Silicon Valley has done biohacking, clean sleeping and the keto diet, but now they have devised a new health trend “dopamine fasting. “
In the brain, dopamine functions as a neurotransmitter, which plays a major role in the motivational component of reward-motivated behaviour. It is thought that depriving yourself of dopamine (dopamine fasting) can help to reboot or rebalance the brain. Fasting might include cutting back on things like technology, food, artificial light, sex, alcohol, social media and technology: essentially anything that an individual find stimulating.
So just being in a sweet shop and thinking about sweets can enliven our brain’s dopamine. This expectation and anticipation of rewards are called the “wanting” in neuroscience language.
It is possible to influence the production of dopamine through diet, Nutt says. He mentions the velvet bean, which contains high concentrations of a precursor to dopamine. “There is no question that you can have a dietary influence on the production of dopamine,” he says. “Starvation would probably reduce dopamine to some extent.”
Dopamine is often thought of as a reward, but Joydeep Bhattacharya, who leads the research group of cognitive and neuroscience at Goldsmiths, University of London, shared that that dopamine is “about learning the anticipation of the reward, and not the pleasure itself. It is primarily released in this anticipation phase.”
Dopamine fasters believe that they can reduce desires and craving for unhealthy and even unwanted behaviors by reducing dopamine. The purpose of dopamine fasting is based on the knowledge that dopamine is involved in unhealthy addictive behaviors.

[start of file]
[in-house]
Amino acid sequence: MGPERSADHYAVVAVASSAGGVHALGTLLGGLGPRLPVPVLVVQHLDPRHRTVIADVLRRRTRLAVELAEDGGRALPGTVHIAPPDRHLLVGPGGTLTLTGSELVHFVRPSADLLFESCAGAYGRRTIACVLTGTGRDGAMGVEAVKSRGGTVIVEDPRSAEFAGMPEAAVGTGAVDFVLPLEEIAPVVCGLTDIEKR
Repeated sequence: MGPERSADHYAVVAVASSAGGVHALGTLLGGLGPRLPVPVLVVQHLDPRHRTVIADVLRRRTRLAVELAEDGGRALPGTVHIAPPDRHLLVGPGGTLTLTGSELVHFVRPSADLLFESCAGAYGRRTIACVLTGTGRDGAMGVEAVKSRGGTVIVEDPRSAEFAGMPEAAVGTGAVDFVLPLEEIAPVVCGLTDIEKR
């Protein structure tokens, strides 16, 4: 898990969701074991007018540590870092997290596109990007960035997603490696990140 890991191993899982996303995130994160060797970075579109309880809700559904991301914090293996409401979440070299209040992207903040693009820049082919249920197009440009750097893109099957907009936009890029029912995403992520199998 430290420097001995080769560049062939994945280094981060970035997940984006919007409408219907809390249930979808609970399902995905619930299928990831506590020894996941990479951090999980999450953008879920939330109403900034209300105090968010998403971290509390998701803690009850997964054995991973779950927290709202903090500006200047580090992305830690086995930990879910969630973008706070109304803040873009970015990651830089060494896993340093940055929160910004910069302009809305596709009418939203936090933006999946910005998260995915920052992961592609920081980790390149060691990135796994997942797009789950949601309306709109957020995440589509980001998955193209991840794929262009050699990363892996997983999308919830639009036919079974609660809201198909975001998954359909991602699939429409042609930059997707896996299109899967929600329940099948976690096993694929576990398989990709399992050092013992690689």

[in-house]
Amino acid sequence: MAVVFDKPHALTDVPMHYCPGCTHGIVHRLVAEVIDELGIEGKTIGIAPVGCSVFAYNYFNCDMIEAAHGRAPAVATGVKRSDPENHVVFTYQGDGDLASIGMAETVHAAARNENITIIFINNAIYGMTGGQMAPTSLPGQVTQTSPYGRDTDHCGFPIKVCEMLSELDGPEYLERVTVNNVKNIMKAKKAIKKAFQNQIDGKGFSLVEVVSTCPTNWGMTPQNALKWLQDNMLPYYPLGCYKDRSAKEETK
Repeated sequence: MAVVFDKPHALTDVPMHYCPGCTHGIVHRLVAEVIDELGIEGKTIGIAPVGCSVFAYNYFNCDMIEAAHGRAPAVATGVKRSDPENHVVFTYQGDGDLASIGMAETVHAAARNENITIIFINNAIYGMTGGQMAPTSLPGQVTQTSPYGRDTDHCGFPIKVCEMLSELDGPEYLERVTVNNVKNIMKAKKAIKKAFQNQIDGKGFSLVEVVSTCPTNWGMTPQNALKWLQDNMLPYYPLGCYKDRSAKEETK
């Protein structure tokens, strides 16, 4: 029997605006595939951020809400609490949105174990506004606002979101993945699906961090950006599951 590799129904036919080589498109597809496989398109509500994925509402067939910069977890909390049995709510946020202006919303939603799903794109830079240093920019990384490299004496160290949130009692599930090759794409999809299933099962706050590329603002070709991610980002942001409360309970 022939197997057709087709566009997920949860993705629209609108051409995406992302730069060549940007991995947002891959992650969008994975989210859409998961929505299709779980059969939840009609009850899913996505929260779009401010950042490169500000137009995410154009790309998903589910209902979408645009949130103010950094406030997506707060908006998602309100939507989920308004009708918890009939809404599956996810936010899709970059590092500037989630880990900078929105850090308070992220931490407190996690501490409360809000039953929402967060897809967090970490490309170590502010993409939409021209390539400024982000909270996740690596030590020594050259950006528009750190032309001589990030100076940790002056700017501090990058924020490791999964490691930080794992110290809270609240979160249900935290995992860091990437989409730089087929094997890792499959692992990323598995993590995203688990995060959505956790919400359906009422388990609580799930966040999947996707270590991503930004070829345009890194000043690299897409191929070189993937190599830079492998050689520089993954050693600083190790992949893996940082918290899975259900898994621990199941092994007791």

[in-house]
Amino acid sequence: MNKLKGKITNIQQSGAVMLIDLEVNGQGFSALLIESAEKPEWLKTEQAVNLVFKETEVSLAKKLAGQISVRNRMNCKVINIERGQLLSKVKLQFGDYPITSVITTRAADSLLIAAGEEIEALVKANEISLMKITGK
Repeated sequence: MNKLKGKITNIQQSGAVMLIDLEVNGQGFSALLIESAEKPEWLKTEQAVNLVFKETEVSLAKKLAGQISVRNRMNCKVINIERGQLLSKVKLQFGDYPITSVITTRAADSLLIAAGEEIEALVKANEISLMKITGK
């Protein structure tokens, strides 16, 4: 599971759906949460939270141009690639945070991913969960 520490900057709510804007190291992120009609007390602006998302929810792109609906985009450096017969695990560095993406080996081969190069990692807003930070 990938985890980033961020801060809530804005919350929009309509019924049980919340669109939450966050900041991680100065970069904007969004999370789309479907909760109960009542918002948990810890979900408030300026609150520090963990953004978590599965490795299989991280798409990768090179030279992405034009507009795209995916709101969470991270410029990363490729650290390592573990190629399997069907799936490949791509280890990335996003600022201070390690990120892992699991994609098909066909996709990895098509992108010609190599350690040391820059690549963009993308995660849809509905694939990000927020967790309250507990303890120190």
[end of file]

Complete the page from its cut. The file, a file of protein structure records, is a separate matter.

First, we need to be clear, it is certainly not wise to reduce the amount of dopamine in the brain as we need it for everyday normal functions.
Further, simply putting a stop to a particular reward, like social media, isn’t going to reduce the levels of dopamine, but rather it can help reduce the stimulation of dopamine.
Therefore it is possible to reduce the amount of dopamine activity. But the key to doing this is to reduce our exposure to the triggers associated with the rewards that initiate the wanting for the rewards in the first place.
If you find that you want to cut down on what you feel are unhealthy behaviors, such as spending too much time on social media or overeating, then you could start by reducing your exposure to the environmental cues that trigger the desires to carry out the unhealthy behaviors. You can try turning off the notifications sounds therefore not signaling the urges to pick up the phone.